Work and play: Living the Aspen life unconditionally
January 9, 2016
A town as vibrant and unique as Aspen is bound to attract its share of equally colorful characters.
Aspen's mountains and outdoor opportunities also draw some of the most passionate skiers and adventure-seekers around.
But the reality is that many locals work long hours and back-to-back shifts, typically at more than one job, in order to keep alive the Aspen dream, which for many includes packing in as many ski days and thrill-seeking moments as possible.
Take, for instance, Grant Henley, who's gearing up for his trip to ski the northernmost island of Japan, Hokkaido, next week.
Henley hasn't missed a month on the slopes since he moved to Aspen in October 2014.
January marks Henley's 15th consecutive month skiing, a streak that he has plans to keep intact for the foreseeable future.
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Born in Charleston, West Virginia, Henley moved to Vail in 2010 upon completing graduate school.
Henley said his experience in grad school is what prompted his desire to travel and pursue his alternative lifestyle.
"Everybody in grad school was trying to have kids and act like they were 45," Henley said. "And I said, 'I want to have a good time.'"
With a bachelor's degree in business management and a master's in labor relations, Henley drove around the country for three months until selecting Vail as his home base for the next five years.
Along with spending three summers surfing in Hawaii and hitting 172 ski days one winter, Henley has traveled the world, visiting countries such as Thailand, Chile, Dubai, Iceland, Denmark, Amsterdam, Sweden, Russia and Greece.
"Everyone talks about working hard and saving to go places when they retire. But you can't guarantee you'll have the money, health or freedom then to do those things," Henley said. "So live your life now."
While Henley may know how to live, he's no stranger to hard work.
In fact, the 30-year-old juggles three jobs and clocks in twice as many hours working as the average American each week.
Henley, who works approximately 80 hours a week, is the bell captain at Hotel Jerome, a bellman at the Ritz Carlton and an on-call banquet server at Vail resorts.
Though Henley lives in Aspen when he's not traveling, he maintains a part-time job in Vail to earn an unlimited ski pass to Vail Mountain.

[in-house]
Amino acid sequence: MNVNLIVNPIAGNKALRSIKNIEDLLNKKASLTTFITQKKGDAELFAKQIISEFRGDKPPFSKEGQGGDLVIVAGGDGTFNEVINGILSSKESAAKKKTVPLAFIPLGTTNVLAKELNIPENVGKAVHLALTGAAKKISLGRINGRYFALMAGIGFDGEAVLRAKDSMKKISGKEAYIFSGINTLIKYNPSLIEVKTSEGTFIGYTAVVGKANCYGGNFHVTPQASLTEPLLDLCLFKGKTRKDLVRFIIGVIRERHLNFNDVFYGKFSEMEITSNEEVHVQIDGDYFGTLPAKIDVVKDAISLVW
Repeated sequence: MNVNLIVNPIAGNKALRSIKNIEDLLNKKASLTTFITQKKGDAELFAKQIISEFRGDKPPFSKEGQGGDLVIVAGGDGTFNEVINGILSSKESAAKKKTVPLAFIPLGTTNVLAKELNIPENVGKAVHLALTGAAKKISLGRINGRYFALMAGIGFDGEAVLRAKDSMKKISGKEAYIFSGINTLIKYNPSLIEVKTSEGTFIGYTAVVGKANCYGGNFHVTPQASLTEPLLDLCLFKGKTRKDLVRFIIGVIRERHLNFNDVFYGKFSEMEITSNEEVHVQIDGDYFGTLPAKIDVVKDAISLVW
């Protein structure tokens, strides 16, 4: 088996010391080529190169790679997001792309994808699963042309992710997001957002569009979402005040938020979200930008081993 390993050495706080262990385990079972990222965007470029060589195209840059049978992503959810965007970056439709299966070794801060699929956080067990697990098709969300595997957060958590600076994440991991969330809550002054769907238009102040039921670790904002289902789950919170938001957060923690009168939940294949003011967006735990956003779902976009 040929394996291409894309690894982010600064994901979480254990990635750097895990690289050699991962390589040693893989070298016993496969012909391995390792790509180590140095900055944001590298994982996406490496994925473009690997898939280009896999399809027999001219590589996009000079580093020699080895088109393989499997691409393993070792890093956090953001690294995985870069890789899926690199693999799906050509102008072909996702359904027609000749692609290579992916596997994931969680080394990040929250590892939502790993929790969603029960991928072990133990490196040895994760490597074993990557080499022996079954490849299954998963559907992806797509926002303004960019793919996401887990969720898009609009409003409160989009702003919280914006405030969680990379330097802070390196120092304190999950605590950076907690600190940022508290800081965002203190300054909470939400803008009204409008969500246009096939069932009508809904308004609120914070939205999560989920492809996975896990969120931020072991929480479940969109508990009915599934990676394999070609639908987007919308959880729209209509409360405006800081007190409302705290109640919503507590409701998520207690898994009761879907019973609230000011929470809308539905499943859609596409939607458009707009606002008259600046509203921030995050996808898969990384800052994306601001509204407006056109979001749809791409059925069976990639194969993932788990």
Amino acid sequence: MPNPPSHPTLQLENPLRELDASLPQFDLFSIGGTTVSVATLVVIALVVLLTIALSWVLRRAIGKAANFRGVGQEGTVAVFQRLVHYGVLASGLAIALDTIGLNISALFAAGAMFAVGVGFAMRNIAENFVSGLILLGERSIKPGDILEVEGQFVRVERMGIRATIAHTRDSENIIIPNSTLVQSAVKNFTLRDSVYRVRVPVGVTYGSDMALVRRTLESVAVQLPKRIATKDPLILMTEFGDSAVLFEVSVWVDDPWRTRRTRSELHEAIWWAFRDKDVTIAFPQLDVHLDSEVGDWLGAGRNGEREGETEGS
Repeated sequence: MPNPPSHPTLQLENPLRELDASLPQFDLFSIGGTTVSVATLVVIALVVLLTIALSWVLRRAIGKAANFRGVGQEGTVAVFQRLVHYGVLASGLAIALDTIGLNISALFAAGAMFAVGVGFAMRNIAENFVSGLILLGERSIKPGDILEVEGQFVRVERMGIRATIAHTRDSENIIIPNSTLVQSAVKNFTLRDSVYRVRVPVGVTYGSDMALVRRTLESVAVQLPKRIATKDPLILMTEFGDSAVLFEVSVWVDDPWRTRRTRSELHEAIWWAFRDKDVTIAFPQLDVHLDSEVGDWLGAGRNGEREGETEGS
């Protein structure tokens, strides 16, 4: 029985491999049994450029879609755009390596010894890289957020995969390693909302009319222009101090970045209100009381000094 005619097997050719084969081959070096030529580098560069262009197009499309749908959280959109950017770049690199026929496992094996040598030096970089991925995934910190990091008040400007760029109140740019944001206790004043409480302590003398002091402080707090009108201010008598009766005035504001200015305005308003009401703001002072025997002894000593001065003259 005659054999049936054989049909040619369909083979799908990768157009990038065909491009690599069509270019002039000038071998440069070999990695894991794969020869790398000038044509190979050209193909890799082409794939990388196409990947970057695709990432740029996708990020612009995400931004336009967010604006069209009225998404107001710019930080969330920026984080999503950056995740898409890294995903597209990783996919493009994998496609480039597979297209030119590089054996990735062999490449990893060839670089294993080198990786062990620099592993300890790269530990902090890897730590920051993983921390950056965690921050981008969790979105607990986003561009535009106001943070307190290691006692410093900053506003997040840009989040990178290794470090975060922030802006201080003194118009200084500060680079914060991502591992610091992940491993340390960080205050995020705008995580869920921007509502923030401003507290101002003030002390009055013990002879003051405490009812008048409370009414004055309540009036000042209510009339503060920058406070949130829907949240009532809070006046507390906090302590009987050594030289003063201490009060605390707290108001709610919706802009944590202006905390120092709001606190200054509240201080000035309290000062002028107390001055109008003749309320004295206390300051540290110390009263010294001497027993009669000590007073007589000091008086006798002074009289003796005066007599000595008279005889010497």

Henley also has a Premier Pass to Aspen-Snowmass through his job at the Jerome.
"I'll sleep when I'm dead," Henley said as he rode the Silver Queen Gondola up Ajax with a few buddies last Thursday.
Henley had come off a 19-hour shift — from 6 a.m. to 1 a.m. — the previous day. "Grant works harder than anyone I know," said Henley's friend, Andrew Benaquista.
"He also knows how to make the most of his life," another friend, Tyler Huntley, chimed in.
Twenty-seven-year-old Huntley is another Aspen nomad.
Similar to Henley, Huntley lived in Vail after college and moved to Aspen in fall 2014.
Huntley grew up in Boston and attended the University of Colorado at Boulder, where he studied geography, but said he spent most his time snowboarding.
"I think I went to the mountain probably 10 times more than I went to class," Huntley said, adding that his father wasn't too pumped about it.
Nevertheless, Huntley earned his degree from Boulder and moved to Vail, where he worked a number of service-industry jobs, including some in ski shops, as a valet at a boutique hotel and as a raft guide during summers.
But Huntley's summers took a different turn when he moved to Aspen in late 2014.
During a trip to attend the Coachella Valley Music and Arts Festival in Indio, California, last spring, Huntley made an impromptu decision to extend his stay in the Golden State.
An avid surfer growing up, Huntley wasn't ready to part ways with the pacific waters.
After all, Aspen was in its offseason and town was dead, Huntley said.
Huntley figured he'd pay his mother a visit at her home in San Diego.
What Huntley didn't know at the time was that San Diego would also serve his as his home for the next seven months. Sort of.
Huntley got a job at an organic cold-pressed juice company and split his time between working and chasing waves up and down the coast.
"I'd work a few days then take three or four days off and just road trip off the coast, anywhere from Baja to the Oregon coast," Huntley said.
Huntley hit surf destinations like Santa Barbara, Salmon Creek and "the wall" — 500 miles south of San Diego, halfway to Cabo San Lucas — where there's nothing but Caribbean blue waters and desert that meet each other, Huntley said.
"It's like nothing you've ever seen," Huntley said. "It's just spectacular."